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development, culture,   education,   well-­‐being   and   peace.   But,   simultaneously,   the   community   respects  the  child  as  a  real  member  of  that  community  from  which  she  is  not  the  centre  but  an   integral   part,   with   right   to   expression   and   active   citizenship,   whether   a   boy   or   a   girl,   Timor-­‐Leste   national  or  not,  belonging  to  either  ethnic  group,  a  different  religion  or  a  particular  social  group   or  another.     It  is  internationally  assumed  that  the  centre  of  her  own  education  should  be  the  child  herself.  –   child  centered  education  and  learning.  The  child  is  central,  a  social  actor  within  the  community,   with   rights   and   responsibilities,   considering   older   children,   adults   and   elderly   people   as   essential   references   to   his/her   own   development.   The   child   lives   within   the   Tais   weaved   by   these   interactions.     Using   the   Tais   metaphor,   the   child   is   an   integral   part   of   that   fabric   that   achieves   its   artistic   splendour   when   threads   mutually   intertwine   and   support   each   other   in   an   adequately,   supportively  and  consistently  manner.    That  Tais  design  that  weaves  the  child's  own  needs  and   rights,   emphasizes   the   right   to   protection,   health,   food,   education   and,   last   but   not   the   least...   the  right  to  play.   In   this   "polycentric"   concept   of   early   childhood   education   there   is   the   need   to   create   “child   friendly   spaces”:   the   concern   that   every   child   is   included   in   the   life   of   the   group,   particularly   those   with   special   needs   or   coming   from   more   vulnerable   family   and   social   situations.   In   a   polycentric  childhood  education,  no  child  can  be  left  behind  or  excluded,  which  implies  a  deep   care  and  attention  from  the  teachers.   The   regulatory   role   of   the   Ministry   of   Education   must   oversee   that   there   are   no   pre-­‐school   "ghettos":   preschools   from   diverse   initiatives   (public,   private   non-­‐profit,   NGO’s   initiative,   church/es   initiatives   etc.)   must   include   children   from   different   socio-­‐economic   and   cultural   groups.   It   will   represent   a   serious   adverse   effect   of   the   early   childhood   education   expansion     plan  if  this  creation  of  "ghettos"  happens.     2.  Pedagogical  and  Curricular  Considerations   This  section  illustrates  what  can  be  a  Unique  Pedagogical  Supervision  Standards  for  the  creation   and   equipment   of   preschools   will   be   prepared.   Suggestions   of   pedagogical   materials     (books,   puzzles,   toys   –   all   relevant   to   East   Timor   culture),   but   also   repurposed   materials   and   materials   coming   from   the   natural   environment   around   the   preschool.   It   is   crucial   to   create   a   set   of   curriculum   guidelines   (framework)     (necessarily   broad,   in   order   to   integrate   a   diversity   of   curriculum   models   that   may   already   exist   in   NGO’s   and   other   organizations   .But   it   is   very   important   that   Ministry   of   Education   makes   clear   that   these   are   National   Guidelines   for   all   preschool  initiatives  in  Timor-­‐Leste  education:  public,  private,  denominational  and  NGOs.  It  is  for   each  educational  institution  to  reinterpret  and  match  them  to  one's  context.     The   metaphor   of   the   “TAIS”   will   continue   to   be   used,   as   a   long   living   piece   of   cloth   which   represents  the  way  the  teaching  action  needs  to  be  focused,  intersecting  a  multiplicity  of  levels   and  areas  of  the  setting  that  presently  host  3  to  5  year  old  children:  professional  diversity;  the   need   to   "weave"   teaching   work   closely   in   line   with   families   and   communities,   a   curriculum   organization   that   will   not   separate   learning   milestones   from   subject   areas   -­‐   reading/writing,   mathematics,  social  and  natural  sciences,  arts,  citizenship  education  and  even  spiritual  education   –   and   having   different   development   areas   as   "backdrop”   –     physical,   emotional,   social   and   cognitive;   therefore   working   as   a   tais.   This   conceptual   theory   is   essential   to   understand   this   "weaving"   work,   as   a   loom   that   creates   inter-­‐disciplinarily,   curriculum   coherence   and   knowledge   integration.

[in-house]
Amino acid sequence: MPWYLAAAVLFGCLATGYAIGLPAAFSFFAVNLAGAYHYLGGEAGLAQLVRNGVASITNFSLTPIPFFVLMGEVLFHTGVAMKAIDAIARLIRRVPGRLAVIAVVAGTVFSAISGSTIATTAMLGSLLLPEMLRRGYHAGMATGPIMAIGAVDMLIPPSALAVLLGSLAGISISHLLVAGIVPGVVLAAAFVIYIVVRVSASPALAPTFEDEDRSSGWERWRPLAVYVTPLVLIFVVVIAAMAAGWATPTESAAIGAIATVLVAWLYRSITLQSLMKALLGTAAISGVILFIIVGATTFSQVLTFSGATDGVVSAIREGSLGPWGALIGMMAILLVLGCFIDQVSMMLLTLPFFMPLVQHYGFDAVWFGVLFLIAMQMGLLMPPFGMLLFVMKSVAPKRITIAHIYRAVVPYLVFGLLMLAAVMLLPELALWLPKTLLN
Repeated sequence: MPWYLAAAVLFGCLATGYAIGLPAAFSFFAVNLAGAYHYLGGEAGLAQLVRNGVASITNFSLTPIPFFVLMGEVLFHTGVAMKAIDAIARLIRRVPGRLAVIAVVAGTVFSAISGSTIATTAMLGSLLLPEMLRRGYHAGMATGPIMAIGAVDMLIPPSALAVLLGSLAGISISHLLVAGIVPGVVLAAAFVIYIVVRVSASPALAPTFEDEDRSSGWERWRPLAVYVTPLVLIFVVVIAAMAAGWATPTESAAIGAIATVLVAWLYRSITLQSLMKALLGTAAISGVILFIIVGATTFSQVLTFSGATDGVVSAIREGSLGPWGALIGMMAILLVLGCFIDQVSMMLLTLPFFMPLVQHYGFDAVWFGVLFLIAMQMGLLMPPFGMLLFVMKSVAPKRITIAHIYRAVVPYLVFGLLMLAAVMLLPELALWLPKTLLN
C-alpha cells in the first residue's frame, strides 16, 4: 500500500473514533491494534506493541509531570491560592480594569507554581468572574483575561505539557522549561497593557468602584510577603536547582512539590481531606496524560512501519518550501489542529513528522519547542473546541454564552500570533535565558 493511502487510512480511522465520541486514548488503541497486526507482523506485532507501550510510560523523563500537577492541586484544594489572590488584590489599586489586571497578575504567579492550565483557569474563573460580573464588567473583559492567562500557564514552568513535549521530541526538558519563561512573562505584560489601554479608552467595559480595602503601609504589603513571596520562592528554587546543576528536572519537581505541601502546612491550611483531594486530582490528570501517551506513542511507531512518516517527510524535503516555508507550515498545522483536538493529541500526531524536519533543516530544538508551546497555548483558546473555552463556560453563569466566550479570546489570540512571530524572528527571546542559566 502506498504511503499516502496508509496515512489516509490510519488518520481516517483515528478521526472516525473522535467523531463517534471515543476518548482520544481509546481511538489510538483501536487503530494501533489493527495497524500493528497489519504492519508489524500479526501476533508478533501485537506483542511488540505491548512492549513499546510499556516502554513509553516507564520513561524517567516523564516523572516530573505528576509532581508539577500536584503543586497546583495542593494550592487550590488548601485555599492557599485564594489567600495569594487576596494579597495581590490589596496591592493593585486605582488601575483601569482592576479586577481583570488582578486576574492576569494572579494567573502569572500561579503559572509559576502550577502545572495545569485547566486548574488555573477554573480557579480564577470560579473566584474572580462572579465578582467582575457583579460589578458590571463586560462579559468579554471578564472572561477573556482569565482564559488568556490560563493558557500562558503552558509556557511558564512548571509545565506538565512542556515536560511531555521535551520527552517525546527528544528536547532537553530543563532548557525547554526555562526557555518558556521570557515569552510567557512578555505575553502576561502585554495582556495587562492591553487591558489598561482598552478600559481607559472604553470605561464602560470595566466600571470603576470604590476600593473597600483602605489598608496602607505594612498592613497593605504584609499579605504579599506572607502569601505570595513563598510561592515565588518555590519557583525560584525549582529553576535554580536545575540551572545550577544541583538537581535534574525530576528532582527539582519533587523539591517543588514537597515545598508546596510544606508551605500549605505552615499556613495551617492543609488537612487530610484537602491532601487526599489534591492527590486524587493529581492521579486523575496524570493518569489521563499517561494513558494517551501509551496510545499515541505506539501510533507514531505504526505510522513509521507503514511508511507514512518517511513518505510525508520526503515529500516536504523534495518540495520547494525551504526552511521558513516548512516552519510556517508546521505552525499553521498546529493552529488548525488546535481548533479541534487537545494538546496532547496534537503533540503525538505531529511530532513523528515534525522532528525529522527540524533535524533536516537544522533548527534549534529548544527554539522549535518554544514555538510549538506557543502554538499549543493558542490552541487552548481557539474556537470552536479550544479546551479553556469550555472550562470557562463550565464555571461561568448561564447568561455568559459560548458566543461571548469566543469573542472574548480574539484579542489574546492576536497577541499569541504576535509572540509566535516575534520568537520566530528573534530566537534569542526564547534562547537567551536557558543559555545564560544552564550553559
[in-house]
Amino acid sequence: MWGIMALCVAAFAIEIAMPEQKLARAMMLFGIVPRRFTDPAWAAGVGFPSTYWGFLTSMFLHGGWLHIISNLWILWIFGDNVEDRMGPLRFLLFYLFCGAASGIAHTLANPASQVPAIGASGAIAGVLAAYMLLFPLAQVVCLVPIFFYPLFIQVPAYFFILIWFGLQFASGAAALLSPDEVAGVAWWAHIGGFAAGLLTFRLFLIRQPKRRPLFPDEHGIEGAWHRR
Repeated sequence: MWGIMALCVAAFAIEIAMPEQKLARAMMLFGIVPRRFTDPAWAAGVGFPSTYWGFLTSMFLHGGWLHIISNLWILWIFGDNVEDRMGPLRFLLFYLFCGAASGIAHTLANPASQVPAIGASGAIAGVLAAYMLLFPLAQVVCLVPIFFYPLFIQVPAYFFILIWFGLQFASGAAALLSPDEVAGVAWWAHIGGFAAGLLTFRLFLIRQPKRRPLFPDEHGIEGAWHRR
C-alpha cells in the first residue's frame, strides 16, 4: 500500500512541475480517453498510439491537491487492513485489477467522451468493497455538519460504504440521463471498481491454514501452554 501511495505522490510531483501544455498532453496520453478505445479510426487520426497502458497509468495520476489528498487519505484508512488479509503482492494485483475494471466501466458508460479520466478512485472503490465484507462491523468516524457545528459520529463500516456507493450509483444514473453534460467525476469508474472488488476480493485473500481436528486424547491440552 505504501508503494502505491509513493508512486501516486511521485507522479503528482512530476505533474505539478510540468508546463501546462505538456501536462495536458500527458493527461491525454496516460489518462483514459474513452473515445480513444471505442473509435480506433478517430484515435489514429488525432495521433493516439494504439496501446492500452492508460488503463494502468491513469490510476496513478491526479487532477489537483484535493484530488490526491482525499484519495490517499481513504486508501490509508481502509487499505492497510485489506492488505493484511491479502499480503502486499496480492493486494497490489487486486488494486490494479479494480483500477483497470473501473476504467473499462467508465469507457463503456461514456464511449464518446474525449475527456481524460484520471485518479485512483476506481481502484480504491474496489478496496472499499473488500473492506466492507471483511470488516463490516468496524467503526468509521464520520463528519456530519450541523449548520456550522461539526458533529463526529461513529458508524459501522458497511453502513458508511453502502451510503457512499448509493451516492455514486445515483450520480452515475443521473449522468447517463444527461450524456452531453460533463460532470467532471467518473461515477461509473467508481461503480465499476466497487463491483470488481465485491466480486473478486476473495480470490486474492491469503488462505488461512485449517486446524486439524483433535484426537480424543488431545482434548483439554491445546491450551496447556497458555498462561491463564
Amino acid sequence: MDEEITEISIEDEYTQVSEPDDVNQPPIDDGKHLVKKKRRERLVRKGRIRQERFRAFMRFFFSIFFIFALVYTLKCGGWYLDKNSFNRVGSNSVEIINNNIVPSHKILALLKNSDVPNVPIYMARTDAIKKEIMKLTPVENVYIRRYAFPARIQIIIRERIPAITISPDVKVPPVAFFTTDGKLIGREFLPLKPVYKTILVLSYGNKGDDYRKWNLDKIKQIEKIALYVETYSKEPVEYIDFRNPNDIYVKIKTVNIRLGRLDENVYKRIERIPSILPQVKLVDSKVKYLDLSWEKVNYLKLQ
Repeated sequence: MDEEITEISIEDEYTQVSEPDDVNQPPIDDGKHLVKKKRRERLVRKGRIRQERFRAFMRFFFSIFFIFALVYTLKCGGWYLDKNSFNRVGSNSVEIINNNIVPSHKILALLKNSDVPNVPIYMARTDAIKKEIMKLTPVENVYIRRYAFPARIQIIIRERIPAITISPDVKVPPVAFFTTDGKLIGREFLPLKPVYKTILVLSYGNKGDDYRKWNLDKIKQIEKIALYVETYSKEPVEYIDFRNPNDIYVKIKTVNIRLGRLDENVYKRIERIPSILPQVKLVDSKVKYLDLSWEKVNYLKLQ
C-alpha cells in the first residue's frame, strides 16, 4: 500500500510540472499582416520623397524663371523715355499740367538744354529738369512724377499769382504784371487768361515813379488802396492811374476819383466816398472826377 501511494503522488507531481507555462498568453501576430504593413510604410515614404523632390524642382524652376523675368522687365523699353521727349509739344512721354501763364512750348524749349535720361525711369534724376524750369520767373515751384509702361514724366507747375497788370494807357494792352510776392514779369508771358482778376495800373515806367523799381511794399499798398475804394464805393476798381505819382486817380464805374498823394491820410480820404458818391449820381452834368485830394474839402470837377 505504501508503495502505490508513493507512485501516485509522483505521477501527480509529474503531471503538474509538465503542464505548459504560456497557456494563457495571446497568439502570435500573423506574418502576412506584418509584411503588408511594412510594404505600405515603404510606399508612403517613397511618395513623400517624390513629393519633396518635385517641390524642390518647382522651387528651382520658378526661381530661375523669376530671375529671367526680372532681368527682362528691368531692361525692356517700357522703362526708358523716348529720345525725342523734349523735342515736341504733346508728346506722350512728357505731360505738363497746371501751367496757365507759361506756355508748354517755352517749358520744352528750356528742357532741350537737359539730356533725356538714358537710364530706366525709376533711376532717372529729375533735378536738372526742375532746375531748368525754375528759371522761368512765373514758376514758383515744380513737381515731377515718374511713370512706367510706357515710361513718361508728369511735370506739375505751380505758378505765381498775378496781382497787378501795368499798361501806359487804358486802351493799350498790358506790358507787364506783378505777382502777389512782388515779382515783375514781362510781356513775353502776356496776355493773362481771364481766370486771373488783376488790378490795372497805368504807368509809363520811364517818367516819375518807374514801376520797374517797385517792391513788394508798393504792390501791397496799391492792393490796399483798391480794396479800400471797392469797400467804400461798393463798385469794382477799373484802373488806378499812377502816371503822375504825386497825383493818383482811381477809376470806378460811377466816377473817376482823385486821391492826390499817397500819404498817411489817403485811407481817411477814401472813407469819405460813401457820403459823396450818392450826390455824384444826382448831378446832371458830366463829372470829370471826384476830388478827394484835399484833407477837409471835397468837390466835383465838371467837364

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3. Learning  and  Development  Goals   It  is  to  be  emphasized  that  in  the  pre-­‐school  the  child  will  intertwine  smoothly  the  TAIS  of  his/her   overall   development   and   learning   but   discovers   that   one   is   competent   by   being   with   others,   endowed  with  initiative  and  a  critical  sense  of  being  an  interdependent  young  child.  Due  to  these   principles  the  following  development  goals  are  established:   • Learn   to   know   yourself   and   your   potential:   Who   am   I?   What   is   my   name   and   how   to   write   it?   Who   is   my   family?   My   birthday?   My   favourite   friends?   My   body   and   what   makes   it   healthy?   -­‐   to   recognize   one's   value   as   an   individual,   as   boy   or   girl,   one's   potential  and  personal  difficulties,  in  a  gradual  autonomy  and  positively  integrating  the   sense   of   self-­‐esteem,   self-­‐respect   and   self-­‐confidence,   as   well   as   care   for   their   own   health;   • Learn  to  know  those  around  him/her:  her  family,  siblings,  elderly,  relatives,  teacher  and   his/her   assistants,   group   colleagues,:   to   learn   how   to   establish   relationships   of   care,   respect   and   cooperation;   learning   about   how   to   communicate   despite   diverse   languages.  That  may  be  spoken  in  the  classroom.   • Learn  to  recognize  and  appreciate  the  physical  and  social  environment:  school  and  its   own   organization   and   operation   rules;   their   family   and   the   significant   people   in   their   lives.   The   traditions   and   rhythms   of   the   community,   history   and   traditions   of   their   village,   town.   Also,   basic   habits   of   hygiene   and   health;   foods   that   make   children   grow   and   those   that   are   not   good   for   their   health.   The   natural   and   social   environment   surrounding  the  school;  the  wider  universe  of  the  city  and  the  country  where  they  live.   The   awareness   that   their   country   is   not   the   centre   of   the   world,   that   there   are   other   children,  other  countries,  other  continents,  that  the  Earth's  resources  are  limited  and  we   must  respect,  protect  and  love  the  environment.   • Learning  to  master  the  instruments  that  make  possible  for  them  to  communicate  and   express   themselves:   to   speak   their   mother   tongue   clearly,   to   begin   learning   a   second   language,  to  learn  to  listen  to  other  children,  even  if  they  do  not  speak  their  language  or   dialect;  to  understand  the  guidelines  of  the  teacher/educator,  to  learn  the  rules  of  social   life   in   a   group:   to   ask   to   speak   waiting   their   turn   to   speak,   to   try   to   understand   the   ones   who   speak   differently;   to   connect   the   words   that   makes   oral   formulations   to   the   corresponding   graphical   representation   (writing);   to   recognize   written   words   that   indicate   their   name,   the   days   of   the   week,   areas   of   the   classroom,   pieces   of   furniture,   games  and  material,  names  of  food,  of  body  parts,  etc.     • Learn  that  oral  and  written  language  are  not  the  only  form  of  communication:  to  learn   to   communicate   and   express   themselves   with   gestures,   signs,   silences,   songs   and   music,   sounds   produced   by   their   own   body   and   in   interaction   with   other’s   bodies,   dance;   expression  through  short  poems,  songs  and  oral  tradition  (chanting  or  nursery  rhymes),   dance,   performing   arts;   to   learn   that   our   gesture   may   be   extended   to   use   other   expressive   instruments:   the   line   drawn   on   the   ground   with   a   stick,   the   alignment   of   stones   or   shells,   the   drawing   or   painting   on   a   sheet   of   paper;   cutting   and   making   of   collages,  three  dimensional  constructions,  the  painting  of  large  collective  posters  agreed   among  children,  the  creation  of  books,  playing  musical  instruments,  etc.     • Learn   that   mathematics   is   a   way   of   organizing   the   world   and   solving   problems:   mathematics   is   a   way   to   organize   and   systematise  life   -­‐   the   numbers   and   patterns,   to   be   situated   in   space   and   time,   size   and   proportion,   before   and   after,   left   and   right   (and   other  forms  of  orientation  in  space),  the  shapes  and  colours,  sets  and  singular  pieces,  all   are   natural   ways   that   human   beings   gradually   discovered   to   simplify   life.   The   organization   (mathematics)   follows   from   that   same   process:   to   order,   classify,   to   organize  sets,  measurements,  weight...     • Learn   that   we   can   grow   by   investigating   and   questioning   reality   (introduction   to   research  and  scientific  thinking,  using  a  methodology  of  “project  work”):  why  things  are   like  this?  How  can  they  be  different?  How  many  hypotheses  are  there?  What  predictions   can  be  made?  What  we  already  know  about  a  given  problem  or  situation  and  what  we   still  need  to  know?  Who  does  what?  When  do  we  gather  to  share  information?  Have  we